Postal Code Conversion File
Provider: Pitney Bowes Business Insight
The Postal Code Conversion File [PCCF] provides geographic linkages [concordance] to all standard levels of Canadian geography – postal, electoral, and census. The file enables users to locate customers quickly and easily by linking a postal code point to the most representative ground location. The PCCF is that starting point that spatially empowers customer, market and site analysis.
The PCCF contains over 998,000 postal code records. This file is created from GDT’s Enhanced PCCF (EPCCF) along with Statistics Canada’s PCCF. Utilizing Dynamap/Canada coverage, and GDT’s Matchmaker DG (Canada) Geocoder, GDT has improved the location of over 704,000 of postal code records in the database.
The six character postal code is linked with all levels of the 2001 standard census geography. A latitude/longitude coordinate is provided for easy mapping and demographic analysis of customer records.
The PCCF is maintained in a geographic projection under North American Datum 1983 (NAD83) using the Canadian National Topographic (CNT) conversion method.
Unique vs. Multiple
The standard deliverable is a single database containing both unique and multiple postal code records. Out of the 998,000+ records, there are about 843,000 unique and 154,000 multiple postal codes.
Unique – These records are the most representative point for each postal code in Canada. They may be used as the “one and only” location, or the best location of a number of multiple locations. Most clients will use this file for postal geocoding. There are a total of 843,649 unique postal code records.
Usage example: Customer sales for a postal code is $100. The user will assign all $100 in sales to the Unique or “best” location for that particular postal code.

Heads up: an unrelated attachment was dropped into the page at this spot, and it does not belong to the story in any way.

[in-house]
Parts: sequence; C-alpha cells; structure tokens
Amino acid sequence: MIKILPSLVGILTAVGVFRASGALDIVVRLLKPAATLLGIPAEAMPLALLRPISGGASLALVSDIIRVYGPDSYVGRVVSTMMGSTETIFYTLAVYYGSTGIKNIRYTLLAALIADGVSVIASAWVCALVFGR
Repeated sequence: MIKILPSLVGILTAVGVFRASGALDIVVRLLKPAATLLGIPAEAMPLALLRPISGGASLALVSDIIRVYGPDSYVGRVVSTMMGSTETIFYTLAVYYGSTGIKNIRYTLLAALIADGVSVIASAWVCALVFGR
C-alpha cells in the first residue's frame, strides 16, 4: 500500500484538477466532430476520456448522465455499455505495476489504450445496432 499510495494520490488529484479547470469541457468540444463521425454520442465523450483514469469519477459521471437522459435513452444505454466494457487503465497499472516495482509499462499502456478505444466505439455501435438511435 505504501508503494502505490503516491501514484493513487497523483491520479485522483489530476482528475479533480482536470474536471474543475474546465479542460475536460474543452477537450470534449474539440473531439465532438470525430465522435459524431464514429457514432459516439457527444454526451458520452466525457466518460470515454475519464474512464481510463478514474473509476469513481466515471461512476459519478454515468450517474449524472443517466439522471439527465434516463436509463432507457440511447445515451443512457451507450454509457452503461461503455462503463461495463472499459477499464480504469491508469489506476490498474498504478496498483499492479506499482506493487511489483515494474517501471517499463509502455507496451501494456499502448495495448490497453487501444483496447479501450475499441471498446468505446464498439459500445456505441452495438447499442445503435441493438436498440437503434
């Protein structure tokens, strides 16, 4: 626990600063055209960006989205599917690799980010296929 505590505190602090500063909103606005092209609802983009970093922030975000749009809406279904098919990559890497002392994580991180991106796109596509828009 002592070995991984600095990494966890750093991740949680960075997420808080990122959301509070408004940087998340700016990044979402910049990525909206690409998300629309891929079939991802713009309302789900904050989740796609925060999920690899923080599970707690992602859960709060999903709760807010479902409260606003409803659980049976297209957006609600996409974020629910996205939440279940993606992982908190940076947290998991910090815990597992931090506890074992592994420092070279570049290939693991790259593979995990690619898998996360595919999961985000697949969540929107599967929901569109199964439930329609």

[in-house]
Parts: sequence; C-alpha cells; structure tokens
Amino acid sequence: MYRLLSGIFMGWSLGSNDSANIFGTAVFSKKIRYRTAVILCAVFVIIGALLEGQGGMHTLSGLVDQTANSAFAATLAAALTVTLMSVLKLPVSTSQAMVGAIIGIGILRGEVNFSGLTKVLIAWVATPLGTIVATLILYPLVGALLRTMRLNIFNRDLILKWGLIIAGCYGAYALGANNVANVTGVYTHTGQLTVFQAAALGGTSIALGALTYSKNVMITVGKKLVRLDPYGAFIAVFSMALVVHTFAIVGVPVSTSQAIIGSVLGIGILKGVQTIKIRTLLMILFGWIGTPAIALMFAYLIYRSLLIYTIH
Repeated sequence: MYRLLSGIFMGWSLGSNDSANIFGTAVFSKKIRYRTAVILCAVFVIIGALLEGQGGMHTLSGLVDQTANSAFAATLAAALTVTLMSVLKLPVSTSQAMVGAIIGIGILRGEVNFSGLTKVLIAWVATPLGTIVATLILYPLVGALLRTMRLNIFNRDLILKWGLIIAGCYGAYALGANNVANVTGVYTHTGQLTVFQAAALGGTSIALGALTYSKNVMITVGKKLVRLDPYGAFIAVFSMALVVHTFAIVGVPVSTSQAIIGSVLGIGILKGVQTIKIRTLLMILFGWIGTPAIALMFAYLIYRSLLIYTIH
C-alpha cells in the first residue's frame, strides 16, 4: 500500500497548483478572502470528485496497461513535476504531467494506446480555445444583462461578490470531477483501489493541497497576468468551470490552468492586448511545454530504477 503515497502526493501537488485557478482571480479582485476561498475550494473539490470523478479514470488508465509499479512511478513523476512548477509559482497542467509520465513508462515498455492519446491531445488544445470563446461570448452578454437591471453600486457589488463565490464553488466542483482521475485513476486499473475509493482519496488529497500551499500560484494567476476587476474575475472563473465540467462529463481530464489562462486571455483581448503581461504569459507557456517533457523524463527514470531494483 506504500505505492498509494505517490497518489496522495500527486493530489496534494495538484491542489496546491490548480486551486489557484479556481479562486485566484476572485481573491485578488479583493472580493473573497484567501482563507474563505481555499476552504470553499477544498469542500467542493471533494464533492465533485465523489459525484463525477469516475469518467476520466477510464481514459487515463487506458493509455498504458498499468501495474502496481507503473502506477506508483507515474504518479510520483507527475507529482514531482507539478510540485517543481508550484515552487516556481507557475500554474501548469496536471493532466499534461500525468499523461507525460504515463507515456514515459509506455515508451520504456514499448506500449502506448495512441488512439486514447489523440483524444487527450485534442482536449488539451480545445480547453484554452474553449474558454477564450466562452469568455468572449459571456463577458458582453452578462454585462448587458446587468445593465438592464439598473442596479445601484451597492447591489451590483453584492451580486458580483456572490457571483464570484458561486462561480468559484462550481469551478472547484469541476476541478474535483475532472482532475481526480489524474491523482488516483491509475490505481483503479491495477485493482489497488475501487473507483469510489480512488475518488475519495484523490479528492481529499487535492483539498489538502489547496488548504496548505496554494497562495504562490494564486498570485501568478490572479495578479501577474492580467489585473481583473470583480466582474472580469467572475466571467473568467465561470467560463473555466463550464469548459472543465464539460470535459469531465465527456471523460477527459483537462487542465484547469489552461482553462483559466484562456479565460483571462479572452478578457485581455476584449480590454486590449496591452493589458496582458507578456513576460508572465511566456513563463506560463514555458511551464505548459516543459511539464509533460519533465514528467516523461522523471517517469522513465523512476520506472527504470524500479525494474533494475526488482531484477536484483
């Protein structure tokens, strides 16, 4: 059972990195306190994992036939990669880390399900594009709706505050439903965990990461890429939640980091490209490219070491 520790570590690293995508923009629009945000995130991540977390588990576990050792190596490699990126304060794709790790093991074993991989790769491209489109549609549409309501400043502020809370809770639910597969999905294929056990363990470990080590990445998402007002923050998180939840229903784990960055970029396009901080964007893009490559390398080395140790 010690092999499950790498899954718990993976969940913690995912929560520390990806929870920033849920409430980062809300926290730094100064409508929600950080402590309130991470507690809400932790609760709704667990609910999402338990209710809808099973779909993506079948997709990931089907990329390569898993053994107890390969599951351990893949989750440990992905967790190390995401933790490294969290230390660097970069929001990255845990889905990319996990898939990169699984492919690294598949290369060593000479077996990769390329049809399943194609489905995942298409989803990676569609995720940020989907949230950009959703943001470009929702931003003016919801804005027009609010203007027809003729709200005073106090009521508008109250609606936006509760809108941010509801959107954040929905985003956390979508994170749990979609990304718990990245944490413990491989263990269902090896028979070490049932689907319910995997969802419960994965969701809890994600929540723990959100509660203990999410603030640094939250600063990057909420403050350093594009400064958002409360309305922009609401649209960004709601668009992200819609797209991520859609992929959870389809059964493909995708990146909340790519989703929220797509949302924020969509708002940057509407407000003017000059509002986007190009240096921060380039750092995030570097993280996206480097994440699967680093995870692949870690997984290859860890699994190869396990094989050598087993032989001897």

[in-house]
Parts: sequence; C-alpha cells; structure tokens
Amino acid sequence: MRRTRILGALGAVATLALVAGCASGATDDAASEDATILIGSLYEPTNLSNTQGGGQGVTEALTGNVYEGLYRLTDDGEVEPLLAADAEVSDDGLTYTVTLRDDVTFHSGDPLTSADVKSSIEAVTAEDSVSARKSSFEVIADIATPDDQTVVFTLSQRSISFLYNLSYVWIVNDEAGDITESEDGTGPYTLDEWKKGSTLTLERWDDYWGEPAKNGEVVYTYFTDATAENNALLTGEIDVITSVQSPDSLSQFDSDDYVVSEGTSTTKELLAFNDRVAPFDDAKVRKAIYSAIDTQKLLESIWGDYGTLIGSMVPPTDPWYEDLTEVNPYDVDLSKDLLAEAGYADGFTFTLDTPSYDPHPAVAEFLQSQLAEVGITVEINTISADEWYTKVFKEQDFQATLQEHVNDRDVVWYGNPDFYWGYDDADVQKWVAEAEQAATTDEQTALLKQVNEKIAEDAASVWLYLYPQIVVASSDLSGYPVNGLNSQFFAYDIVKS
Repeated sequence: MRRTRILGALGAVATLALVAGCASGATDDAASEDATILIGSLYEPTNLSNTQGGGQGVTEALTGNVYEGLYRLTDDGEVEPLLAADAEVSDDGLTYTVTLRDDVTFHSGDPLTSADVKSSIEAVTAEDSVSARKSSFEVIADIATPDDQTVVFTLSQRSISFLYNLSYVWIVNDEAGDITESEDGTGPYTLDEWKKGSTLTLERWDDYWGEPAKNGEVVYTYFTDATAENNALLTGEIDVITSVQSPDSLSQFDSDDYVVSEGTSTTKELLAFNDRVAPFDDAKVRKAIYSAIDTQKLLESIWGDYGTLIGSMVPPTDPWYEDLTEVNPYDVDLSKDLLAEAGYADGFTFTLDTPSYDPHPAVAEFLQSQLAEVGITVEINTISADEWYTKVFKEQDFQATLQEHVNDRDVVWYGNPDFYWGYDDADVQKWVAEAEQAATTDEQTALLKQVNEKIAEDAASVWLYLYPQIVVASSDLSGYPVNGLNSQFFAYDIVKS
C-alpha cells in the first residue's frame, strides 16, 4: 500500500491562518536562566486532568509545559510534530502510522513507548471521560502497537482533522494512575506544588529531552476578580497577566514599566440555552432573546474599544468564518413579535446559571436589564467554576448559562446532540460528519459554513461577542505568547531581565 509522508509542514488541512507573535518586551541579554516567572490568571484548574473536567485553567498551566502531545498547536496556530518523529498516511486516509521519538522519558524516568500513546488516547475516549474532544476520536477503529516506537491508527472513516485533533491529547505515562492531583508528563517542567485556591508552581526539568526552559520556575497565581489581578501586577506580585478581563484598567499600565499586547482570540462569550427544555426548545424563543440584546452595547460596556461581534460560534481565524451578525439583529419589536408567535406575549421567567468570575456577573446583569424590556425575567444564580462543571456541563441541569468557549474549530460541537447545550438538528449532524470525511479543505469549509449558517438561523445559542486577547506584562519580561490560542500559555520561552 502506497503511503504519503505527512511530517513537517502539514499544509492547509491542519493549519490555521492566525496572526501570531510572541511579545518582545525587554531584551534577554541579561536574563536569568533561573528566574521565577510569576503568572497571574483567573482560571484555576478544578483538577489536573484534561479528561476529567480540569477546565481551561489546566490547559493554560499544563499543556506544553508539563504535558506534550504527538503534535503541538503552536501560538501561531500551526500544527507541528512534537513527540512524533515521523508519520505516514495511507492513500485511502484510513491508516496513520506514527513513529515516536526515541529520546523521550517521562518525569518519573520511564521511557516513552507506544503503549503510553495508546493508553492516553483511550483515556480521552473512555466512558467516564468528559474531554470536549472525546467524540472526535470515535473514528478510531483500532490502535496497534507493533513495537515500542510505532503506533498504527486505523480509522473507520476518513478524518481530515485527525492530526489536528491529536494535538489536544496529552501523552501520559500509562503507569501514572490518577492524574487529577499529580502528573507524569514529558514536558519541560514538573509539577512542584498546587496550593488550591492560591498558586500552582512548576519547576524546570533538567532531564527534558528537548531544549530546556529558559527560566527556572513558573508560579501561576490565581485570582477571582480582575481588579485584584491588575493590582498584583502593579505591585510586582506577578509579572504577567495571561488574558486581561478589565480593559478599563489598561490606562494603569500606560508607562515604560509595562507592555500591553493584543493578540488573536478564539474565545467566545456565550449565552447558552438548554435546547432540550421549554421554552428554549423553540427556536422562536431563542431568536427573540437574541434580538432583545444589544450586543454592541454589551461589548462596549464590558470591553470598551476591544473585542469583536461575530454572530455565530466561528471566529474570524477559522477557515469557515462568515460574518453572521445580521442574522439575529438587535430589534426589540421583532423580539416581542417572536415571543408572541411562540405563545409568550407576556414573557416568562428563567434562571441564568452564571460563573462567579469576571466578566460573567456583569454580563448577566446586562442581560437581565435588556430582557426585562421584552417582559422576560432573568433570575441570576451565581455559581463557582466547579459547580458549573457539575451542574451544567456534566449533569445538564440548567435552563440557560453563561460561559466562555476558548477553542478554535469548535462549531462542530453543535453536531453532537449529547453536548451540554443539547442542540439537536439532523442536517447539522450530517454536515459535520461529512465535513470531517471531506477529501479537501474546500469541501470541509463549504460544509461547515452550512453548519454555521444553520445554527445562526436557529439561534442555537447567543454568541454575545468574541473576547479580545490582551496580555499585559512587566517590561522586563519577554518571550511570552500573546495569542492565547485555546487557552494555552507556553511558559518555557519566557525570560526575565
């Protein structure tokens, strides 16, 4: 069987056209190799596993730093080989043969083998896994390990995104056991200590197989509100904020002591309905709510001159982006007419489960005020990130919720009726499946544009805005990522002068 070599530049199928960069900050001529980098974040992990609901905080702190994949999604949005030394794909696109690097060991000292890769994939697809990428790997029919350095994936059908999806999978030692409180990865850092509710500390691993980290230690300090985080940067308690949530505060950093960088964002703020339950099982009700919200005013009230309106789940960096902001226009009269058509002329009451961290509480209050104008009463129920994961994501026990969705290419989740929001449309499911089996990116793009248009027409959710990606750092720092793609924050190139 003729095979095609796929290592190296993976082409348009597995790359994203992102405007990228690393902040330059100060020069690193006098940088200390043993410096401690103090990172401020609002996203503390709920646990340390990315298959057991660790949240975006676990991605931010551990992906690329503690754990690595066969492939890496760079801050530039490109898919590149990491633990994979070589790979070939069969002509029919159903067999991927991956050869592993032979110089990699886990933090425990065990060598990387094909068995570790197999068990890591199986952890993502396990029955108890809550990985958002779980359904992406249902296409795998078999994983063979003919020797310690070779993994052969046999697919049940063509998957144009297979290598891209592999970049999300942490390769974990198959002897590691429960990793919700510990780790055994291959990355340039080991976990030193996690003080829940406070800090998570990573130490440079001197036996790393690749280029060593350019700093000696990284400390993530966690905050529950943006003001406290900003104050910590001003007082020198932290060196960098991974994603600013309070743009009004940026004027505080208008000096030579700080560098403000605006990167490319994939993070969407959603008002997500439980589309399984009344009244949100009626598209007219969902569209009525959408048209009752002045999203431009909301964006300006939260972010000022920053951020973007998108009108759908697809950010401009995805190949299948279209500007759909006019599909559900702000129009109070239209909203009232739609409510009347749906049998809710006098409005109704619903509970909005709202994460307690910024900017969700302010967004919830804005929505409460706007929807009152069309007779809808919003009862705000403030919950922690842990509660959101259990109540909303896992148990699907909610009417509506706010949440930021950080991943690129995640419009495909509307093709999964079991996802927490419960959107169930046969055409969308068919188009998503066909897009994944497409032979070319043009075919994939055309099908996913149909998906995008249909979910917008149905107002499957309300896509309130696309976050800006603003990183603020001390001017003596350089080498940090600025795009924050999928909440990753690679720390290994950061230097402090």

Multiple – These records represent those postal codes that have multiple locations. The “best” location is flagged in the Sng_fsaldu field, and the rest of the locations are placed in the Multiple file. This file is useful for assigning attributes associated with a single postal code across a number of locations. There are a total of 160.515 multiple postal code records.
Usage Example: If customer sales for a postal code is $100, and three locations exist in the file for the postal code (one Unique or “best” location, two Multiple locations), the user may wish to assign $60 in sales to the best location and $20 each to the Multiple locations. This or any other application-appropriate weighting can be used.
Placement of postal codes in unique or multiple locations effect aggregation of sales data by Dissemination Area or any other boundary area.
- Fsaldu: FSALDU (6 character Postal Code)
- Fsa_ldu: FSALDU (6 character Postal Code with space separator)
- Prcdda: 2001 Dissemination Area
- Latitude: Latitude Coordinate
- Longitude: Longitude Coordinate
- Sng_fsaldu (1): Single Postal Code Indicator
- Pr: 2001 Province Code
- Prcd: 2001 Census Division Code
- Prcdcsd: 2001 Census Subdivision Code
- Csdname: 2001 Census Subdivision Name
- Csdtype: 2001 Census Subdivision Type
- Ccs: 2001 Census Consolidated Subdivision Code
- Sac (2): Statistical Area Classification Code (includes CMA/CA 001-995)
- Sactype (3): Statistical Area Classification Type
- Cmact: 2001 Census Tract Code
- Ctname: 2001 Census Tract Name
- Cmaca: 2001 Census Metropolitan/Agglomeration Area